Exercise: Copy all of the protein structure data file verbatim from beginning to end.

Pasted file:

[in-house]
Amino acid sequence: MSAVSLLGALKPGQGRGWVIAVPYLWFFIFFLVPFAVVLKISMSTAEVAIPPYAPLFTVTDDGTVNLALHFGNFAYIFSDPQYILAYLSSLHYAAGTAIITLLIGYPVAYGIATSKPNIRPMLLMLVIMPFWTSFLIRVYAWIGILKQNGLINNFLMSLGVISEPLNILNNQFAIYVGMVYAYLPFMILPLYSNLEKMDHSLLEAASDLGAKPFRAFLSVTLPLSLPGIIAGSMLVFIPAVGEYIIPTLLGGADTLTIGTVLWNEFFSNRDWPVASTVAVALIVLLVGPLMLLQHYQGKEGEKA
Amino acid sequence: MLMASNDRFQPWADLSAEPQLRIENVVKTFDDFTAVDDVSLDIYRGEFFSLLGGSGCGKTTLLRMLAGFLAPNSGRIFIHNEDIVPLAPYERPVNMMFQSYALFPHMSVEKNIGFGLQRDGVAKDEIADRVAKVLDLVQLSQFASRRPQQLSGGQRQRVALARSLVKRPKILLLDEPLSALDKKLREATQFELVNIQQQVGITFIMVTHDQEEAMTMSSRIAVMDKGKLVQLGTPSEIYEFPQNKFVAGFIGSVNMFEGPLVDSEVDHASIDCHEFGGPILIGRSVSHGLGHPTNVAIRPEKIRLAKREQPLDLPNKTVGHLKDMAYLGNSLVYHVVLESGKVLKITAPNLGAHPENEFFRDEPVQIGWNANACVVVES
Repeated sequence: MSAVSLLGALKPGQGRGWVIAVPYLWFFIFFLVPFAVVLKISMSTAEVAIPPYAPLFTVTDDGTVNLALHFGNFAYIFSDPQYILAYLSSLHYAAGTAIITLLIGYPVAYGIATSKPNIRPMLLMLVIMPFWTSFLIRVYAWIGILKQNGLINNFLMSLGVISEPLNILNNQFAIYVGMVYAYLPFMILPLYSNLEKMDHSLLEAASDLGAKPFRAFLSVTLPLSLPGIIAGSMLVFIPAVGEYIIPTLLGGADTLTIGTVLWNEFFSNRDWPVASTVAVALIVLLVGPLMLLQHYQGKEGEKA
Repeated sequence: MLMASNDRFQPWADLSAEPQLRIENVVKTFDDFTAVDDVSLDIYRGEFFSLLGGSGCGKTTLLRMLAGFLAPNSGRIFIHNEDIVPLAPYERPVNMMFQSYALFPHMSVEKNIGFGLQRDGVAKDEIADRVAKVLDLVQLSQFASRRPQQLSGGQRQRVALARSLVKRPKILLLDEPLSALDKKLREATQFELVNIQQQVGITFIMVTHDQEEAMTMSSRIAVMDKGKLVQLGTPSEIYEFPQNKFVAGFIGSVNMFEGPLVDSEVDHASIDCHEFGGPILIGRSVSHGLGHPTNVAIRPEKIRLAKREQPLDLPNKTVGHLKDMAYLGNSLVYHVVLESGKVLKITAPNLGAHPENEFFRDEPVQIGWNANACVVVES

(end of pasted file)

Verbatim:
[in-house]
Amino acid sequence: MSAVSLLGALKPGQGRGWVIAVPYLWFFIFFLVPFAVVLKISMSTAEVAIPPYAPLFTVTDDGTVNLALHFGNFAYIFSDPQYILAYLSSLHYAAGTAIITLLIGYPVAYGIATSKPNIRPMLLMLVIMPFWTSFLIRVYAWIGILKQNGLINNFLMSLGVISEPLNILNNQFAIYVGMVYAYLPFMILPLYSNLEKMDHSLLEAASDLGAKPFRAFLSVTLPLSLPGIIAGSMLVFIPAVGEYIIPTLLGGADTLTIGTVLWNEFFSNRDWPVASTVAVALIVLLVGPLMLLQHYQGKEGEKA
Amino acid sequence: MLMASNDRFQPWADLSAEPQLRIENVVKTFDDFTAVDDVSLDIYRGEFFSLLGGSGCGKTTLLRMLAGFLAPNSGRIFIHNEDIVPLAPYERPVNMMFQSYALFPHMSVEKNIGFGLQRDGVAKDEIADRVAKVLDLVQLSQFASRRPQQLSGGQRQRVALARSLVKRPKILLLDEPLSALDKKLREATQFELVNIQQQVGITFIMVTHDQEEAMTMSSRIAVMDKGKLVQLGTPSEIYEFPQNKFVAGFIGSVNMFEGPLVDSEVDHASIDCHEFGGPILIGRSVSHGLGHPTNVAIRPEKIRLAKREQPLDLPNKTVGHLKDMAYLGNSLVYHVVLESGKVLKITAPNLGAHPENEFFRDEPVQIGWNANACVVVES
Repeated sequence: MSAVSLLGALKPGQGRGWVIAVPYLWFFIFFLVPFAVVLKISMSTAEVAIPPYAPLFTVTDDGTVNLALHFGNFAYIFSDPQYILAYLSSLHYAAGTAIITLLIGYPVAYGIATSKPNIRPMLLMLVIMPFWTSFLIRVYAWIGILKQNGLINNFLMSLGVISEPLNILNNQFAIYVGMVYAYLPFMILPLYSNLEKMDHSLLEAASDLGAKPFRAFLSVTLPLSLPGIIAGSMLVFIPAVGEYIIPTLLGGADTLTIGTVLWNEFFSNRDWPVASTVAVALIVLLVGPLMLLQHYQGKEGEKA
Repeated sequence: MLMASNDRFQPWADLSAEPQLRIENVVKTFDDFTAVDDVSLDIYRGEFFSLLGGSGCGKTTLLRMLAGFLAPNSGRIFIHNEDIVPLAPYERPVNMMFQSYALFPHMSVEKNIGFGLQRDGVAKDEIADRVAKVLDLVQLSQFASRRPQQLSGGQRQRVALARSLVKRPKILLLDEPLSALDKKLREATQFELVNIQQQVGITFIMVTHDQEEAMTMSSRIAVMDKGKLVQLGTPSEIYEFPQNKFVAGFIGSVNMFEGPLVDSEVDHASIDCHEFGGPILIGRSVSHGLGHPTNVAIRPEKIRLAKREQPLDLPNKTVGHLKDMAYLGNSLVYHVVLESGKVLKITAPNLGAHPENEFFRDEPVQIGWNANACVVVES